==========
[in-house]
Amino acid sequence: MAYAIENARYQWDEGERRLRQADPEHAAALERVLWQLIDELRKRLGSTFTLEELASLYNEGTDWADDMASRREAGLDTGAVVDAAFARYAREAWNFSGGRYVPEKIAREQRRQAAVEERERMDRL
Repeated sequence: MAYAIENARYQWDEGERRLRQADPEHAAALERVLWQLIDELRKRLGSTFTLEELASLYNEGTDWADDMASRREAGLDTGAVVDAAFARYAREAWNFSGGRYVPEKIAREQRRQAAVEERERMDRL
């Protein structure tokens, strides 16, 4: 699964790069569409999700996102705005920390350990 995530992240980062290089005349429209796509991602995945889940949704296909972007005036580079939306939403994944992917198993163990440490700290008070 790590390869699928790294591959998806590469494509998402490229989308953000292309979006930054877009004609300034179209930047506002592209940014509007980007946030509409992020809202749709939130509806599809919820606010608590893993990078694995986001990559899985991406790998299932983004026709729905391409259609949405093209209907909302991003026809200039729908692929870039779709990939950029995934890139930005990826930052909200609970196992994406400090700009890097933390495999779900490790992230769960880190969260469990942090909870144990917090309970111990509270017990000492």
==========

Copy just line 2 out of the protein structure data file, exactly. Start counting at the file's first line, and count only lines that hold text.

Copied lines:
Amino acid sequence: MAYAIENARYQWDEGERRLRQADPEHAAALERVLWQLIDELRKRLGSTFTLEELASLYNEGTDWADDMASRREAGLDTGAVVDAAFARYAREAWNFSGGRYVPEKIAREQRRQAAVEERERMDRL